Update on the Driscoll Boycott

Illustration by Carol Coogan (www.carolcoogandesign.com)

In the May issue of the Voice, I shared the reasons why there was a boycott of Driscoll berries, and in particular of the berries relabeled as Driscoll’s but actually grown by Sakuma Berry Farms.

The Driscoll Boycott has now ENDED!

If you helped by boycotting Driscoll berries, now you can enjoy them again.

On September 12, 2016, following negotiations during the course of the summer, the farmworkers at Sakuma Brothers Berry Farms voted successfully to form a union, Familias Unidas por la Justicia (FUJ). According to the website https://boycottsakumaberries.com, “FUJ is the second independent farmworker union to form in WA in 30 years and the first union led by indigenous workers.”

Here at Nine Mile Farm, we re-use Driscoll boxes for picking and sorting our heirloom tomatoes. They are great boxes well suited to single layers of tender fruits, and we are thrilled to take advantage of their fine quality once again. And, wow! Once berry season here in New York comes to a close we are looking forward to an occasional out-of-area purchase of their best organic berries.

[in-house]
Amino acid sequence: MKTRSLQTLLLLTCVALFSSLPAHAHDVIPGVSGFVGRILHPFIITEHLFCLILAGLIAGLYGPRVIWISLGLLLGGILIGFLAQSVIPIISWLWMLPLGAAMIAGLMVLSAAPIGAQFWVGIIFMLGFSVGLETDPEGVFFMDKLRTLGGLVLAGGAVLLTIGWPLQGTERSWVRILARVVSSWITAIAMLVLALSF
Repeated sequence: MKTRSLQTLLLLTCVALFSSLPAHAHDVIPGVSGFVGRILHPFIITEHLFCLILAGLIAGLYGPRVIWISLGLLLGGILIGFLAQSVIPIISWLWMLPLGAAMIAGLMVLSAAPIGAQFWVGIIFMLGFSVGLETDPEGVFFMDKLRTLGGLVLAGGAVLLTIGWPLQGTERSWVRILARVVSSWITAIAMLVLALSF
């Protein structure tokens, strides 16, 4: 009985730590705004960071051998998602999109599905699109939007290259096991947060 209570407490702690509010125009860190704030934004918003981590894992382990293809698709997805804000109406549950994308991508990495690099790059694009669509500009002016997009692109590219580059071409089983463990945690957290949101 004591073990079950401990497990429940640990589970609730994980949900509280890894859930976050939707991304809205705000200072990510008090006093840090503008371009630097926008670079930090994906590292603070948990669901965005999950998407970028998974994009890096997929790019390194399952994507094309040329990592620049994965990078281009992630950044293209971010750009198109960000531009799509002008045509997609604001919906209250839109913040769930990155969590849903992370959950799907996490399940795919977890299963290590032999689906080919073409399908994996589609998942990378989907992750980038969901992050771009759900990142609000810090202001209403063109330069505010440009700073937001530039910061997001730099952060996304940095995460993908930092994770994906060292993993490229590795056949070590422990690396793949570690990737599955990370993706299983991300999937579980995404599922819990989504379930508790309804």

Michael came to Albany for work at the NYS Legislature in 1986 and joined HWFC soon thereafter (the record of which was later lost).  By the time of his retirement he shamefully took advantage of the senior discount until he finally joined anew about five years ago.  A lifelong Peace and Justice activist, he participated in a sit-in in the Mayor’s Office while a senior in High School in 1946 to (successfully) integrate the public parks in Louisville, KY.  A life-long organic gardener and farmer, he helps his daughter Rebekah operate the Nine Mile Farm and CSA and takes care of the sheep and chickens and digs preparing the copious vegetable beds.